Preparing for the season: Make it hurt so good

Posted By: The Ski Channel on March 31, 2011 12:15 pm


By Lorin Paley

Telemarking can be the most graceful form of skiing where you bounce from one cloud of powder to the next. That is, until you get tired. With fatigue, tele brutally transforms from fun and dynamic to painful and burning. To avoid injury, burnout, and clutching your

legs-last run humiliation, put in some workouts before and during the ski season.
Although common sense tells you to go on a lunging spree, that will result in some serious knee pain down the road. Start with hamstring curls on a plyo ball and work up to one legged sets. As for your quads, start with lunges, but progress to plyometric jump lunges. Remember to keep your core tight during all exercises to prevent injury.

Working out your legs will keep you from solidifying into one block of lactic acid, but unless you enjoy falling on your face all day, you’ll want to work on your core, trunk, midsection, abdominals, keg, or whatever you call it these days. Telemark is constant recovery on skis; balance is what you recover with; core strength is balance; ‘nuff said. Unless you want your switch to telemark to spur a life change that will make you look like Arnold Schwarzenegger, start small. Try to work up to a two-minute front plank and one-minute sides. If you can do that, you are ready to rip.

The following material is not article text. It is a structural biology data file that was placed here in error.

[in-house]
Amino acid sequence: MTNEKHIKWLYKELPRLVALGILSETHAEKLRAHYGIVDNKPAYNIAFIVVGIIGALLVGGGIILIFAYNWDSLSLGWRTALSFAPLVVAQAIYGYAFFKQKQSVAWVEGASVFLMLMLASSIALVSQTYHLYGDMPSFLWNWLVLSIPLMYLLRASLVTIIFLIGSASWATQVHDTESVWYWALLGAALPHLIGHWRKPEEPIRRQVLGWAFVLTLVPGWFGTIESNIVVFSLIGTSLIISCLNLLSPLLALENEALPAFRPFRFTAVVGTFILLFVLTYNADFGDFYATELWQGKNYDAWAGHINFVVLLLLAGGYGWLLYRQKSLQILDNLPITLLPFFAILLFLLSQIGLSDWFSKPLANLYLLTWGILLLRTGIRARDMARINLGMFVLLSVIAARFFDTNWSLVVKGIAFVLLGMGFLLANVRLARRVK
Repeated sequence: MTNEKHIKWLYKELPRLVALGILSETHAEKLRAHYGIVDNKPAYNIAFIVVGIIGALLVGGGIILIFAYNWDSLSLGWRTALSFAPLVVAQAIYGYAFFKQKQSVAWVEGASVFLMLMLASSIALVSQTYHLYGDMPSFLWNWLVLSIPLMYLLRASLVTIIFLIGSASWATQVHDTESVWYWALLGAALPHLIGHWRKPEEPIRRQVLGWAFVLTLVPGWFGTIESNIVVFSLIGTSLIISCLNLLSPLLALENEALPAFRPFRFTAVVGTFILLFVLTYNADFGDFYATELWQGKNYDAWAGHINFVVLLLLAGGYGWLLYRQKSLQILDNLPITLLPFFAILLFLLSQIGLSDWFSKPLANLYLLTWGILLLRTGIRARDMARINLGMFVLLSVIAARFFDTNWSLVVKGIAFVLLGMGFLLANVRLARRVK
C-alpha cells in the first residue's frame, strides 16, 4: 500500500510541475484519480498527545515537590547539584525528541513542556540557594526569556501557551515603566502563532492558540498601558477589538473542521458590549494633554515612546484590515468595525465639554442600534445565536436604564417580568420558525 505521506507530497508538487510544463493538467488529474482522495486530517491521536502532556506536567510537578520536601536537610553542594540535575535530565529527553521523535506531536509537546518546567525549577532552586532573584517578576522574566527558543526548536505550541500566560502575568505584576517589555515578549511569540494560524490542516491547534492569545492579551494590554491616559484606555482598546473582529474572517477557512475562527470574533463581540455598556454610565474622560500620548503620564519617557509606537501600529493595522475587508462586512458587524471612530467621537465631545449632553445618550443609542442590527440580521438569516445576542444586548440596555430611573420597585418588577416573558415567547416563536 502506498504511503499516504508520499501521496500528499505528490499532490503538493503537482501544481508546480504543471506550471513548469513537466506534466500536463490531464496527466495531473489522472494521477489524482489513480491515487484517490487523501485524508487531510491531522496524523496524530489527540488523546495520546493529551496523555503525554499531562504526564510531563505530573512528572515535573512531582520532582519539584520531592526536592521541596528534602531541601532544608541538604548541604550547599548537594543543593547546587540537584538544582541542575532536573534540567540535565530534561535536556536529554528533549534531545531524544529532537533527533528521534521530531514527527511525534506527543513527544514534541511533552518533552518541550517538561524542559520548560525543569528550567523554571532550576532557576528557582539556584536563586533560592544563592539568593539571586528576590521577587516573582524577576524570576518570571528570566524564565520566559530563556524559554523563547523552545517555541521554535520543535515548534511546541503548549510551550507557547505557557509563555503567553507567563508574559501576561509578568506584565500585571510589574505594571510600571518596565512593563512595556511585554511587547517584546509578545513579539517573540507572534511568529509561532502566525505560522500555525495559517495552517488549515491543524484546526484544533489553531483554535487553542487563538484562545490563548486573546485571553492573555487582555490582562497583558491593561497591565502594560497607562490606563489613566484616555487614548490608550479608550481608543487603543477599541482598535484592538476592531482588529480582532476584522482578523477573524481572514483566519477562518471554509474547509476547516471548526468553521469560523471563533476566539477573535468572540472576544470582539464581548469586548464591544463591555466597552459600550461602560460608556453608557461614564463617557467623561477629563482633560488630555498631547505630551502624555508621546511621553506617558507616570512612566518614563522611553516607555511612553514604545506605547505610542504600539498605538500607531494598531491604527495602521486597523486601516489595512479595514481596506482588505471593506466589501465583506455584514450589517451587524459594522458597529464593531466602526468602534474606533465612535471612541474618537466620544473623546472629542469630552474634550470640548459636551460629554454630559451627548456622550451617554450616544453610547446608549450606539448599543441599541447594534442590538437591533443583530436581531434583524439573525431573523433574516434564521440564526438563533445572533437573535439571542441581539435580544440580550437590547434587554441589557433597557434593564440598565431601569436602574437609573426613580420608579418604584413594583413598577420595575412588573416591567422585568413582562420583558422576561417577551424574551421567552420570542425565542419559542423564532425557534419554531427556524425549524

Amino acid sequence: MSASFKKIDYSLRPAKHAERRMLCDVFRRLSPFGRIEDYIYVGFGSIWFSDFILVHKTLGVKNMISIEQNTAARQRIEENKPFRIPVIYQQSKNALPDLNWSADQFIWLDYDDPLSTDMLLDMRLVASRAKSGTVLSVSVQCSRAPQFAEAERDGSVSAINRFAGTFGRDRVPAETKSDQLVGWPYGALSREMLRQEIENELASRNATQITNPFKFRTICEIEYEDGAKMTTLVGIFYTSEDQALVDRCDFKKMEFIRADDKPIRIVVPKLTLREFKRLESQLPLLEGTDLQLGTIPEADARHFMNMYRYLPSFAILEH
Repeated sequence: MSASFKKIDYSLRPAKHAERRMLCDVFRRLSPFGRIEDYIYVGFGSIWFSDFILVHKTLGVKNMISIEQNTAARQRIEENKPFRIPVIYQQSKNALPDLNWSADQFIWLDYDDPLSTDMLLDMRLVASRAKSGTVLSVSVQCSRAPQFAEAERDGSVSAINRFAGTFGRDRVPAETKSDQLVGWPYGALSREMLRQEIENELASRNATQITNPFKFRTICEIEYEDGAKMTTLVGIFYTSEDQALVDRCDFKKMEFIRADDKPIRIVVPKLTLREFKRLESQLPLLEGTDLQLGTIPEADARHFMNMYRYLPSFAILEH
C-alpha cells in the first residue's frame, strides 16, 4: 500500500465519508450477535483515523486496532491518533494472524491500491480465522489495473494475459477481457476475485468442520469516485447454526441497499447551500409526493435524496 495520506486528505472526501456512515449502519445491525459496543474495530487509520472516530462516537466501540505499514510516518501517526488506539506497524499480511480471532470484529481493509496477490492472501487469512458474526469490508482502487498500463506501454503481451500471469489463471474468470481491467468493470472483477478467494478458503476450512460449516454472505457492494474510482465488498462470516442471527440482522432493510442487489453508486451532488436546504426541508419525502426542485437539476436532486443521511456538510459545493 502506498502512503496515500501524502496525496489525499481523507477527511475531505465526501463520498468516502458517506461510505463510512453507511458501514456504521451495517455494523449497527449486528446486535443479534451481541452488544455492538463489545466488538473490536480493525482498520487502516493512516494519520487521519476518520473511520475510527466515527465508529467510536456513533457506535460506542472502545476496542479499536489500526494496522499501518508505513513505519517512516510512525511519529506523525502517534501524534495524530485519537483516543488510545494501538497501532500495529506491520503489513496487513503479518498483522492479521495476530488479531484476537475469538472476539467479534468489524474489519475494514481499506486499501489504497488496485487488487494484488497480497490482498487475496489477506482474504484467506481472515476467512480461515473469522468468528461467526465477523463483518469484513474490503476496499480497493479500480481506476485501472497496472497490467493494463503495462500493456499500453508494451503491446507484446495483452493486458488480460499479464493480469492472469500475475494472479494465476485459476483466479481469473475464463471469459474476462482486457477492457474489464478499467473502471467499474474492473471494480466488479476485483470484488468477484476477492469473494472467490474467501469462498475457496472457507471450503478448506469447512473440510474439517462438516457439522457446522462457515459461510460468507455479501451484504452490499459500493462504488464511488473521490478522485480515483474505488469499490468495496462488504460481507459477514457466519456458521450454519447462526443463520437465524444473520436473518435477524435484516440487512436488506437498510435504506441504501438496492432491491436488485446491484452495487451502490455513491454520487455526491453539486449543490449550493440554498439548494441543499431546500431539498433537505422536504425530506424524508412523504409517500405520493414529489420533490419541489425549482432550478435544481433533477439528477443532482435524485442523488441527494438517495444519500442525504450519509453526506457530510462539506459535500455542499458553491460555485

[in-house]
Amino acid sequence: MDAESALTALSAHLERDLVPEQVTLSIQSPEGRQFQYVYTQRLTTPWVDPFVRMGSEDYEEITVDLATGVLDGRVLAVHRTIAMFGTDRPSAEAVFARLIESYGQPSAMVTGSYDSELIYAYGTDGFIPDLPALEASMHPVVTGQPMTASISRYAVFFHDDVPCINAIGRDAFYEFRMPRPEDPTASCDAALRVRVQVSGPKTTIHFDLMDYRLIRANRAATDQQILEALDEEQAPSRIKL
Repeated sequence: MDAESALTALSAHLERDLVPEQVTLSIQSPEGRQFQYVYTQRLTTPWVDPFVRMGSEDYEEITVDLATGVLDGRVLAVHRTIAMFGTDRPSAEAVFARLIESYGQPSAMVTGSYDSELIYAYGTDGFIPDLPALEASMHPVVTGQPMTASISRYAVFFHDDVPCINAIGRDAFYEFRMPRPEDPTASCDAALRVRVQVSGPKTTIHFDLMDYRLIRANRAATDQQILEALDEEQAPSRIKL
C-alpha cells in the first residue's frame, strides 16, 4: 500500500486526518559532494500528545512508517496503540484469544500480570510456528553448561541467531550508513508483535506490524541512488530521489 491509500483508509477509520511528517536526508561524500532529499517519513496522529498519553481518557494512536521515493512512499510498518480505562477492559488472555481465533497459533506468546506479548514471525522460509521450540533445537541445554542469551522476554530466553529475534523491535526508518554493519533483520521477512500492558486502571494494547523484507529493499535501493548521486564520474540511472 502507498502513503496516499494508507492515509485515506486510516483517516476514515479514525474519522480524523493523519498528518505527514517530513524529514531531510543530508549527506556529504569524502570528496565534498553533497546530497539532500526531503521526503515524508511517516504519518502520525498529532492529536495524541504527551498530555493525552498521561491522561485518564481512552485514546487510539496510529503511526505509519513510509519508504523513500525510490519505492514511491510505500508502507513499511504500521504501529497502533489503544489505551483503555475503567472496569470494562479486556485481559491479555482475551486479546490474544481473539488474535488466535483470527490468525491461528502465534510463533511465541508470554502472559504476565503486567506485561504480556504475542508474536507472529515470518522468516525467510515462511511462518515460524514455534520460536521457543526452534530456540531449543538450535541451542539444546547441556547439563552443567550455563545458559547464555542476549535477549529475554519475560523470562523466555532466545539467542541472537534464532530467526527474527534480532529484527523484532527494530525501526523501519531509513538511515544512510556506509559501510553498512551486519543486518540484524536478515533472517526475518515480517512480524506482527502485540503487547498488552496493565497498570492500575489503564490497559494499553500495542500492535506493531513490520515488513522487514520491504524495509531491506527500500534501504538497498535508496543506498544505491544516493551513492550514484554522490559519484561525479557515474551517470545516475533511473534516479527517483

Once the white stuff gets deep enough to shred, injury prevention is key. It’s all about reducing inflammation and staying limber. Fish oil, along with making up the composition of cellular walls, helps reverse the inflammation cycle. That, paired with going for a cool-down (walk your poor dog) will control inflammation before it is a problem. If you are feeling gung ho, you can take a cold shower. Rolling in the snow works too, and it has more entertainment value.

Along with inflammation, most aches and pains come from being tight. If you feel like you could play the guitar with your hamstring, something is wrong. Staying hydrated with electrolytes such as NUUN helps your muscles stay lubricated, but the only way to keep limber is to stretch. Yeah, stretching is painful, but having a tight muscle snap is much worse.

Put in workout time before and during the season, so you will be strong from the first lift till last run.

- Lorin Paley is a National Telemark A team member. She won 2 silvers and 2 bronzes on the World Cup in 2010 and won two gold medals at the Junior World Championships in 2009. To check in on how this season is going, go to